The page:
Recently, Accounting Today printed both an article by Joel Jameson (March 19-April 1, 2007, page 14) and a letter from Alfred King (April 16-May 6, 2007, page 8) that rebutted our long-espoused view that financial reporting should be based on market values.

Jameson and King make a number of points to support their positions, citing what they consider to be limitations on market-value measurement. We want to focus here on only one of their objections, because many consider it the most devastating argument of the bunch.

Their specific complaint is that market-based measurement introduces far too much volatility into financial reporting. Rather than turning us aside from our enthusiasm, we respond that they're merely repeating one of the oldest fallacies in accounting theory.


By training and tradition, most accountants have been mesmerized by the paternalistic logic that they do statement users a favor by smoothing out the inherent natural volatility of economic data.

In the real world, value changes of individual assets and liabilities are anything but smooth. They are not uniform in size or direction, nor are they predictable from one year to the next. Rather, they often occur in essentially random and irregular bursts, either upward or downward, according to the supply and demand for the associated cash flows. This variability is an incontrovertible economic fact of life.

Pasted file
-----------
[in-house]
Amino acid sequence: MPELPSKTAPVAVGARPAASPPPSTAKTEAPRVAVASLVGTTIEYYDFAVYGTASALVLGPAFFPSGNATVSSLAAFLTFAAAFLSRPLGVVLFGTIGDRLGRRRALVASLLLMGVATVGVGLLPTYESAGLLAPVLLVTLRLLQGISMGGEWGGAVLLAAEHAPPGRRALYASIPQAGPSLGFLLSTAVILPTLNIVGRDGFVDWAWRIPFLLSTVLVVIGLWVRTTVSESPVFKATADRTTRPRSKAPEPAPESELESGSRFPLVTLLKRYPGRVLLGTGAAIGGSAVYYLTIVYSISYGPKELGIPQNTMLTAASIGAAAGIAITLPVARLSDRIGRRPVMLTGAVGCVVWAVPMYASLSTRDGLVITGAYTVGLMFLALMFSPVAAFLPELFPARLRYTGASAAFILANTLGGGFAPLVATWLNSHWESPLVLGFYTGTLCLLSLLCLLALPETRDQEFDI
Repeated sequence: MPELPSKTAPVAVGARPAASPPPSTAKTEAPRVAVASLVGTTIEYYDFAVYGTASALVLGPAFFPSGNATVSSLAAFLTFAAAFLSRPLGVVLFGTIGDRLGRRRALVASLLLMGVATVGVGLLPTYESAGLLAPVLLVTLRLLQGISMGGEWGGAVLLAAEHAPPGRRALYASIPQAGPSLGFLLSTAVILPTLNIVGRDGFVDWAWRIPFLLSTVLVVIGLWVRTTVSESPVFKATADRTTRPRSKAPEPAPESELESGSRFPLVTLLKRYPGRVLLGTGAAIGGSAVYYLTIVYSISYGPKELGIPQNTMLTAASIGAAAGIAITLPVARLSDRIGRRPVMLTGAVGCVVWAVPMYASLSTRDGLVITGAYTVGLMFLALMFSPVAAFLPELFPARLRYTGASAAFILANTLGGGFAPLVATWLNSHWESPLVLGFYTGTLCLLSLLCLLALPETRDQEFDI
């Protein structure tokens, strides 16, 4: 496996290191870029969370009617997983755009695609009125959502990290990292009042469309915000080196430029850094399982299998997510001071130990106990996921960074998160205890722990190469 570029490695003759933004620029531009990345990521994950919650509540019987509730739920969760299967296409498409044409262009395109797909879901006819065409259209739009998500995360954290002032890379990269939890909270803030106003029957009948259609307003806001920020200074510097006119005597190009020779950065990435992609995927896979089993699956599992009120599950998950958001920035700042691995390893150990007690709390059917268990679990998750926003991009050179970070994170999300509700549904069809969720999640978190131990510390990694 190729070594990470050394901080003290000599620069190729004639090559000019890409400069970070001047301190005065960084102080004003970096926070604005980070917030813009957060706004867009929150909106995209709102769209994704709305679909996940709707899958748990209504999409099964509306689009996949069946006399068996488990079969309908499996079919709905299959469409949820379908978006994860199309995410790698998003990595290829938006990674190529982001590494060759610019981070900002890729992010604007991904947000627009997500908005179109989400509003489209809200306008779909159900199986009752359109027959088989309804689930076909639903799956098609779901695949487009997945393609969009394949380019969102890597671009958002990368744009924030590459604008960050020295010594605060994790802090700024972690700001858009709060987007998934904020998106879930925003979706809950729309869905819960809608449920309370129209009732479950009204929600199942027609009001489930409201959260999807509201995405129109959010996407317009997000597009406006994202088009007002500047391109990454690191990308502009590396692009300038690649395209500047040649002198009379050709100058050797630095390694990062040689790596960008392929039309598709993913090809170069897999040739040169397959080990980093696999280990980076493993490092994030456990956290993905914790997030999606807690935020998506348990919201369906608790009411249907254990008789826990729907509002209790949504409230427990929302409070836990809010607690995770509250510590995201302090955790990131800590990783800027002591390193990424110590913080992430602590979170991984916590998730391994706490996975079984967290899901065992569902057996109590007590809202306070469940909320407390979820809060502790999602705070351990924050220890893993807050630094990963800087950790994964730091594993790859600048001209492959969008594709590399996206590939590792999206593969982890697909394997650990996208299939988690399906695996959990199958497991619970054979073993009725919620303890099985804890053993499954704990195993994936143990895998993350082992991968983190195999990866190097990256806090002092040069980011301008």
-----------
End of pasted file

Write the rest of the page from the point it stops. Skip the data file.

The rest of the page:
In what appears to be denial of this truth, conventional rationalization (as expressed in generally accepted accounting principles) holds that it is preferable, even essential, for accountants to even out the effects of these real value changes through totally artificial allocations over a period of years based on management's predictions of future events. With a hubris that is unjustified by economic facts, they then proceed to build financial statements around these assumed steady movements, instead of the real variability.